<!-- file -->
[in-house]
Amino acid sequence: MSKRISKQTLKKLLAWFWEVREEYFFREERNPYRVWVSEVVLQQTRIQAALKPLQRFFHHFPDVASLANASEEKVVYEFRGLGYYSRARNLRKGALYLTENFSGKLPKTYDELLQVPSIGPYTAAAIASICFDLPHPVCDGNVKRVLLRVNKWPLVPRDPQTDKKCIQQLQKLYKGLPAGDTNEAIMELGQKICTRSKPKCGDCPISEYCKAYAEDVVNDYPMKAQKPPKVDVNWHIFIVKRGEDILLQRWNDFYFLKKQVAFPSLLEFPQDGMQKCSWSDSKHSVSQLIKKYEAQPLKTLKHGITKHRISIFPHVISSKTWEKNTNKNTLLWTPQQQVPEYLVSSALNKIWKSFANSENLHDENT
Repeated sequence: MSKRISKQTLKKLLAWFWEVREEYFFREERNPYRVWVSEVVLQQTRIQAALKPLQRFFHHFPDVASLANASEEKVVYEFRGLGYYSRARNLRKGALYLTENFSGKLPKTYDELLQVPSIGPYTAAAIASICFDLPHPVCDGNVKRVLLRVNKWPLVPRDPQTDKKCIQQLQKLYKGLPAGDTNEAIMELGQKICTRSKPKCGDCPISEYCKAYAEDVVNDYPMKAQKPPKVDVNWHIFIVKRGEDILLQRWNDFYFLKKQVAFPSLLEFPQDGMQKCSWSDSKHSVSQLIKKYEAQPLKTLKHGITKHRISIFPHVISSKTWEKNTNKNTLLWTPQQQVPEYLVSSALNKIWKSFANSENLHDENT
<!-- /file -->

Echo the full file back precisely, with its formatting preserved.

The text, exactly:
[in-house]
Amino acid sequence: MSKRISKQTLKKLLAWFWEVREEYFFREERNPYRVWVSEVVLQQTRIQAALKPLQRFFHHFPDVASLANASEEKVVYEFRGLGYYSRARNLRKGALYLTENFSGKLPKTYDELLQVPSIGPYTAAAIASICFDLPHPVCDGNVKRVLLRVNKWPLVPRDPQTDKKCIQQLQKLYKGLPAGDTNEAIMELGQKICTRSKPKCGDCPISEYCKAYAEDVVNDYPMKAQKPPKVDVNWHIFIVKRGEDILLQRWNDFYFLKKQVAFPSLLEFPQDGMQKCSWSDSKHSVSQLIKKYEAQPLKTLKHGITKHRISIFPHVISSKTWEKNTNKNTLLWTPQQQVPEYLVSSALNKIWKSFANSENLHDENT
Repeated sequence: MSKRISKQTLKKLLAWFWEVREEYFFREERNPYRVWVSEVVLQQTRIQAALKPLQRFFHHFPDVASLANASEEKVVYEFRGLGYYSRARNLRKGALYLTENFSGKLPKTYDELLQVPSIGPYTAAAIASICFDLPHPVCDGNVKRVLLRVNKWPLVPRDPQTDKKCIQQLQKLYKGLPAGDTNEAIMELGQKICTRSKPKCGDCPISEYCKAYAEDVVNDYPMKAQKPPKVDVNWHIFIVKRGEDILLQRWNDFYFLKKQVAFPSLLEFPQDGMQKCSWSDSKHSVSQLIKKYEAQPLKTLKHGITKHRISIFPHVISSKTWEKNTNKNTLLWTPQQQVPEYLVSSALNKIWKSFANSENLHDENT